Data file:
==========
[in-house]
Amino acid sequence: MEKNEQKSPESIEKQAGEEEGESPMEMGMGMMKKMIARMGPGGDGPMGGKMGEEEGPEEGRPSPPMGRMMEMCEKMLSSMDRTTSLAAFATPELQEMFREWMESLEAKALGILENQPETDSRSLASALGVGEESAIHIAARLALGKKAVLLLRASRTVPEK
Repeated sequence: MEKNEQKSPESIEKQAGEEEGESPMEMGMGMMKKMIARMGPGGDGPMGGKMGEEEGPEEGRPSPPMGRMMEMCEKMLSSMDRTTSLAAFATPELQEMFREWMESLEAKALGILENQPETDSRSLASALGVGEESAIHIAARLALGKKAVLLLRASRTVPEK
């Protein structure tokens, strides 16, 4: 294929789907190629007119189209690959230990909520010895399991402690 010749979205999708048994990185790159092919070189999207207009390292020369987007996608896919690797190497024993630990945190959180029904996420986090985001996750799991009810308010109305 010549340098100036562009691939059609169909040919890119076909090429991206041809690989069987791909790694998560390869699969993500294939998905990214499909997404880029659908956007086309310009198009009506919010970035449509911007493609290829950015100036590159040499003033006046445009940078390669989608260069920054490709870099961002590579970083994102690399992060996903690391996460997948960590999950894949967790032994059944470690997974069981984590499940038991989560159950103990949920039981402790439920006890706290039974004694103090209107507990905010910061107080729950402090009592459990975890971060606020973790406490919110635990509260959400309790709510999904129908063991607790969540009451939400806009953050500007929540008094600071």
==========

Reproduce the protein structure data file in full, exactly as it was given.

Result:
[in-house]
Amino acid sequence: MEKNEQKSPESIEKQAGEEEGESPMEMGMGMMKKMIARMGPGGDGPMGGKMGEEEGPEEGRPSPPMGRMMEMCEKMLSSMDRTTSLAAFATPELQEMFREWMESLEAKALGILENQPETDSRSLASALGVGEESAIHIAARLALGKKAVLLLRASRTVPEK
Repeated sequence: MEKNEQKSPESIEKQAGEEEGESPMEMGMGMMKKMIARMGPGGDGPMGGKMGEEEGPEEGRPSPPMGRMMEMCEKMLSSMDRTTSLAAFATPELQEMFREWMESLEAKALGILENQPETDSRSLASALGVGEESAIHIAARLALGKKAVLLLRASRTVPEK
């Protein structure tokens, strides 16, 4: 294929789907190629007119189209690959230990909520010895399991402690 010749979205999708048994990185790159092919070189999207207009390292020369987007996608896919690797190497024993630990945190959180029904996420986090985001996750799991009810308010109305 010549340098100036562009691939059609169909040919890119076909090429991206041809690989069987791909790694998560390869699969993500294939998905990214499909997404880029659908956007086309310009198009009506919010970035449509911007493609290829950015100036590159040499003033006046445009940078390669989608260069920054490709870099961002590579970083994102690399992060996903690391996460997948960590999950894949967790032994059944470690997974069981984590499940038991989560159950103990949920039981402790439920006890706290039974004694103090209107507990905010910061107080729950402090009592459990975890971060606020973790406490919110635990509260959400309790709510999904129908063991607790969540009451939400806009953050500007929540008094600071």